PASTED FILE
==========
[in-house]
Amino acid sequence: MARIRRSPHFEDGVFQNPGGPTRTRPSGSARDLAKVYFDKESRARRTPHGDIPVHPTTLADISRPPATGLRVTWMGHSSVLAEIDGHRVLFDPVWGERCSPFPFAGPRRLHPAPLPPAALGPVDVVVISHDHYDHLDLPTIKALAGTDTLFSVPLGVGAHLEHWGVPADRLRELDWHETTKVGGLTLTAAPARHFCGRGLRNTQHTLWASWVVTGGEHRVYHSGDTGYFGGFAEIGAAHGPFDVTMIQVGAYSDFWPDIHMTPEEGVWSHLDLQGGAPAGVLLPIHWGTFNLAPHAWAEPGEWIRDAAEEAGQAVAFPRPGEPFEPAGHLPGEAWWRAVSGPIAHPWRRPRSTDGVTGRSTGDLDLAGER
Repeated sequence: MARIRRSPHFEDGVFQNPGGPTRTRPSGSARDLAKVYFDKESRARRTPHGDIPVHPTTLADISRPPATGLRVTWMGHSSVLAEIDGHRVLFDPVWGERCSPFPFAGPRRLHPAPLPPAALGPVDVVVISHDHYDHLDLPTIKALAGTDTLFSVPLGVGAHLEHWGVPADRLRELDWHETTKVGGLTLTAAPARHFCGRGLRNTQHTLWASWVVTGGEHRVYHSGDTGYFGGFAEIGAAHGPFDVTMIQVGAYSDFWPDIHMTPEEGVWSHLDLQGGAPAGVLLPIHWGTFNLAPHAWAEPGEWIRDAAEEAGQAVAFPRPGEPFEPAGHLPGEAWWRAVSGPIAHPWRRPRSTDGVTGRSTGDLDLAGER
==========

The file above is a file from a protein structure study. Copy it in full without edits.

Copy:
[in-house]
Amino acid sequence: MARIRRSPHFEDGVFQNPGGPTRTRPSGSARDLAKVYFDKESRARRTPHGDIPVHPTTLADISRPPATGLRVTWMGHSSVLAEIDGHRVLFDPVWGERCSPFPFAGPRRLHPAPLPPAALGPVDVVVISHDHYDHLDLPTIKALAGTDTLFSVPLGVGAHLEHWGVPADRLRELDWHETTKVGGLTLTAAPARHFCGRGLRNTQHTLWASWVVTGGEHRVYHSGDTGYFGGFAEIGAAHGPFDVTMIQVGAYSDFWPDIHMTPEEGVWSHLDLQGGAPAGVLLPIHWGTFNLAPHAWAEPGEWIRDAAEEAGQAVAFPRPGEPFEPAGHLPGEAWWRAVSGPIAHPWRRPRSTDGVTGRSTGDLDLAGER
Repeated sequence: MARIRRSPHFEDGVFQNPGGPTRTRPSGSARDLAKVYFDKESRARRTPHGDIPVHPTTLADISRPPATGLRVTWMGHSSVLAEIDGHRVLFDPVWGERCSPFPFAGPRRLHPAPLPPAALGPVDVVVISHDHYDHLDLPTIKALAGTDTLFSVPLGVGAHLEHWGVPADRLRELDWHETTKVGGLTLTAAPARHFCGRGLRNTQHTLWASWVVTGGEHRVYHSGDTGYFGGFAEIGAAHGPFDVTMIQVGAYSDFWPDIHMTPEEGVWSHLDLQGGAPAGVLLPIHWGTFNLAPHAWAEPGEWIRDAAEEAGQAVAFPRPGEPFEPAGHLPGEAWWRAVSGPIAHPWRRPRSTDGVTGRSTGDLDLAGER